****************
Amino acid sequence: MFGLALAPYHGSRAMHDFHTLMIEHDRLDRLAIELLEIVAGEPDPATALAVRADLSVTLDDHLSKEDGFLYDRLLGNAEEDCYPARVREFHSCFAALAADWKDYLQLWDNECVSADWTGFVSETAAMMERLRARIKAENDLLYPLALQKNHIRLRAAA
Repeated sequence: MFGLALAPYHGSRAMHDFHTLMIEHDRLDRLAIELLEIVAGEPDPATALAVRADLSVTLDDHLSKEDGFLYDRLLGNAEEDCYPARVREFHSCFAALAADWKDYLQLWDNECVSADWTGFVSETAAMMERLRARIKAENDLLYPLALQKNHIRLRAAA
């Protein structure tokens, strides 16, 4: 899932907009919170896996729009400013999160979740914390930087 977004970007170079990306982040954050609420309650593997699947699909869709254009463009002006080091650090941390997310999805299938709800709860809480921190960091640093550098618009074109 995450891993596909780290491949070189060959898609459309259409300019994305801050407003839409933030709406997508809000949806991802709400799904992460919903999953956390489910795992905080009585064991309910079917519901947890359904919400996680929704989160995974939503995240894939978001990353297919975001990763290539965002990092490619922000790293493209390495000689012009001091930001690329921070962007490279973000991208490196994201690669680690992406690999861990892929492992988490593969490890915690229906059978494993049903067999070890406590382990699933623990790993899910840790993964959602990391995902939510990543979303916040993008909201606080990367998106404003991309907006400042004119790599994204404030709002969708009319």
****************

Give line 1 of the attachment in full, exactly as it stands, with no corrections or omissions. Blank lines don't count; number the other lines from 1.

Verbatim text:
Amino acid sequence: MFGLALAPYHGSRAMHDFHTLMIEHDRLDRLAIELLEIVAGEPDPATALAVRADLSVTLDDHLSKEDGFLYDRLLGNAEEDCYPARVREFHSCFAALAADWKDYLQLWDNECVSADWTGFVSETAAMMERLRARIKAENDLLYPLALQKNHIRLRAAA